CAPE CANAVERAL, Fla. – Boeing won’t be ready to launch a re-do demonstration mission of its troubled Starliner capsule until later next year due to ongoing technical investigations, company and NASA officials confirmed during an update Tuesday, according to News 6 partner Florida Today.
Teams are still investigating how exactly moisture found its way into the capsule’s service module ahead of a planned launch in August, which combined with oxidizer to make corrosion-causing nitric acid. The process led to 13 of 24 valves in the service module becoming “stuck” and ultimately scrubbed the liftoff atop an Atlas V rocket from Cape Canaveral Space Force Station.
Significant storms rolled through the Space Coast around the planned launch time, but the investigation so far shows the source of moisture most likely wasn’t rainwater. Instead, Florida humidity may have played a role, New 6 partner Florida Today reported.
“We don’t see any significant leaking,” Michelle Parker, chief engineer at Boeing Space, told reporters Tuesday. “We don’t think it was just pure rain getting into the service module, but we do see some indications of moisture or condensation having been present.”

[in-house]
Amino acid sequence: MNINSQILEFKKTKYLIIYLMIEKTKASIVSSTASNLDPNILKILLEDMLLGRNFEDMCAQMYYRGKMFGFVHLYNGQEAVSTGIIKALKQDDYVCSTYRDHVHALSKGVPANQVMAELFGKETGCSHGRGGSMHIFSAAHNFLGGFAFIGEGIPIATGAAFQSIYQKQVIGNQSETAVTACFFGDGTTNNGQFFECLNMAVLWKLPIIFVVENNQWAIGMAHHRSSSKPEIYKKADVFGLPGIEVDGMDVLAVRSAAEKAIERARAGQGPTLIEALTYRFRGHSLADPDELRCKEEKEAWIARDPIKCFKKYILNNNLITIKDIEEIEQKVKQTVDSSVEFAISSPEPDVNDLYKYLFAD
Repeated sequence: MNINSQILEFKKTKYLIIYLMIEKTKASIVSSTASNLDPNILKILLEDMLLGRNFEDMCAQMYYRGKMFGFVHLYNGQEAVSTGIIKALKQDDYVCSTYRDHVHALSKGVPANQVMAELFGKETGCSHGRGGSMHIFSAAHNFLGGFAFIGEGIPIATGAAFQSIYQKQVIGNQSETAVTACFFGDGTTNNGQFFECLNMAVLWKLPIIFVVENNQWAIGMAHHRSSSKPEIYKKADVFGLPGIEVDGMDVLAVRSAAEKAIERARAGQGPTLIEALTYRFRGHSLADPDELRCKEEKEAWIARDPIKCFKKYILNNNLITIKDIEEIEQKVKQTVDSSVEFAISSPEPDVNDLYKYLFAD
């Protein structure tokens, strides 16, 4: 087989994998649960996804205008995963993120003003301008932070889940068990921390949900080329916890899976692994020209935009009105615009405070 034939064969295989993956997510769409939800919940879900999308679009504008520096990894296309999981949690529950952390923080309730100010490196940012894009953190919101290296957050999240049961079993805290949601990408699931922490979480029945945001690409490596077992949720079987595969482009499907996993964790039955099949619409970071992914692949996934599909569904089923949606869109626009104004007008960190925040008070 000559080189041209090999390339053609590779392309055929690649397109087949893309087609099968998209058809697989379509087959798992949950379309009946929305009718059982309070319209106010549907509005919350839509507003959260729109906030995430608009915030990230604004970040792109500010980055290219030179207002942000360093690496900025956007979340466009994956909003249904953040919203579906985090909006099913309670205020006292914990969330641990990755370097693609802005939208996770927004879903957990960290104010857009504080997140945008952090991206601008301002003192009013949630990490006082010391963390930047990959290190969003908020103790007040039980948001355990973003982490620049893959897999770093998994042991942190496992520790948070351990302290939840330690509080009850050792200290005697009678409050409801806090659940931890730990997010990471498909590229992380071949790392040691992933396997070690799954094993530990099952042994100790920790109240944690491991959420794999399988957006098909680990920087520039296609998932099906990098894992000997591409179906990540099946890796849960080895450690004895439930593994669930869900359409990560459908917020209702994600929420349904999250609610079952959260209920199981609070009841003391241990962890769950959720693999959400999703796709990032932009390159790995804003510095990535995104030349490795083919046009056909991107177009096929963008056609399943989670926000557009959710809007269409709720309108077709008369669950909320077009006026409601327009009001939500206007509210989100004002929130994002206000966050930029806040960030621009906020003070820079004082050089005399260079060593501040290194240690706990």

Parker added that most of the valves have been removed and will be shipped to NASA centers around the country for additional tests, such as CT scans, which use several X-ray images to make cross-sectional views.
Since the launch was scrubbed, teams worked the issue on the pad, in United Launch Alliance’s Vertical Integration Facility, and are now back at the Starliner factory at Kennedy Space Center. Boeing and NASA officials said Starliner likely won’t be ready to launch until sometime in the first half of 2022.
So far, Boeing has tried twice to reach the International Space Station with its new Starliner capsule. Both of those were uncrewed demonstrations, and one in 2019 actually launched before suffering software glitches and had to be brought back for a premature landing in New Mexico.
Boeing said it’s paying to re-do the failed 2019 mission out of its own pocket to prove the safety of its capsule. It’s expected to cost around $400 million.
Once an uncrewed test flight is successful, astronauts will fly to the ISS on Starliner for one last demonstration before Boeing pushes forward with fully operational missions.
Both Boeing and SpaceX were chosen to develop spacecraft for taking astronauts to the ISS in the wake of the space shuttle program’s cancellation in 2011. So far, the latter company’s Crew Dragon capsule has taken three crewed NASA missions to the ISS and one privately purchased flight to low-Earth orbit.
“This is something The Boeing Company will make sure we’ve got covered,” said John Vollmer, vice president and program manager of Boeing’s Commercial Crew Program. “We are 100% committed to fulfilling our contract with the government and we intend to do that.”
In the meantime, NASA has opted to shift some Starliner-assigned astronauts over to Crew Dragon. Specifically, Nicole Mann and Joseph Cassada will fly on a SpaceX mission slated for late next year instead.